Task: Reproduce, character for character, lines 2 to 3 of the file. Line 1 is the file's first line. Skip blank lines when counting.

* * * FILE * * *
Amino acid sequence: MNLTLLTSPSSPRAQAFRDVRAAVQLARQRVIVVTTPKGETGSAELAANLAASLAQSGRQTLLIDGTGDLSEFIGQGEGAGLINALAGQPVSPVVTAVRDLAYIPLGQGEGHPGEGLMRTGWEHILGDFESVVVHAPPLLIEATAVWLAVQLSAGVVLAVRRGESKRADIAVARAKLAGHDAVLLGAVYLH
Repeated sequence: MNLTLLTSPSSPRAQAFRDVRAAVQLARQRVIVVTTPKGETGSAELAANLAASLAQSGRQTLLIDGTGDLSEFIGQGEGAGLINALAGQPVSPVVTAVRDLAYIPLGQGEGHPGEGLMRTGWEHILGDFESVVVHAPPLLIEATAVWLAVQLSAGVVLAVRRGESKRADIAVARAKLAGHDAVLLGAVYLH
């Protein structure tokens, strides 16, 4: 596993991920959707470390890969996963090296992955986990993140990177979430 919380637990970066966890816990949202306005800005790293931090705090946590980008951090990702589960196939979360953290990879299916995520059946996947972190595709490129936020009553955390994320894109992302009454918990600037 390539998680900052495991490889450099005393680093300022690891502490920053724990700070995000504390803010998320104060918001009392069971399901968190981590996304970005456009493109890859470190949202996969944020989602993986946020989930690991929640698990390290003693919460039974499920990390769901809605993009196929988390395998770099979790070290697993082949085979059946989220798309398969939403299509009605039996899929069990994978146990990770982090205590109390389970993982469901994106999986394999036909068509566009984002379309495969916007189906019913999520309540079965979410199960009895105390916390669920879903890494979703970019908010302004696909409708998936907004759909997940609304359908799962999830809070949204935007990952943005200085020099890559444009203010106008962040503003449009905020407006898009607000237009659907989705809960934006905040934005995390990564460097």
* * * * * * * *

Repeated sequence: MNLTLLTSPSSPRAQAFRDVRAAVQLARQRVIVVTTPKGETGSAELAANLAASLAQSGRQTLLIDGTGDLSEFIGQGEGAGLINALAGQPVSPVVTAVRDLAYIPLGQGEGHPGEGLMRTGWEHILGDFESVVVHAPPLLIEATAVWLAVQLSAGVVLAVRRGESKRADIAVARAKLAGHDAVLLGAVYLH
């Protein structure tokens, strides 16, 4: 596993991920959707470390890969996963090296992955986990993140990177979430 919380637990970066966890816990949202306005800005790293931090705090946590980008951090990702589960196939979360953290990879299916995520059946996947972190595709490129936020009553955390994320894109992302009454918990600037 390539998680900052495991490889450099005393680093300022690891502490920053724990700070995000504390803010998320104060918001009392069971399901968190981590996304970005456009493109890859470190949202996969944020989602993986946020989930690991929640698990390290003693919460039974499920990390769901809605993009196929988390395998770099979790070290697993082949085979059946989220798309398969939403299509009605039996899929069990994978146990990770982090205590109390389970993982469901994106999986394999036909068509566009984002379309495969916007189906019913999520309540079965979410199960009895105390916390669920879903890494979703970019908010302004696909409708998936907004759909997940609304359908799962999830809070949204935007990952943005200085020099890559444009203010106008962040503003449009905020407006898009607000237009659907989705809960934006905040934005995390990564460097």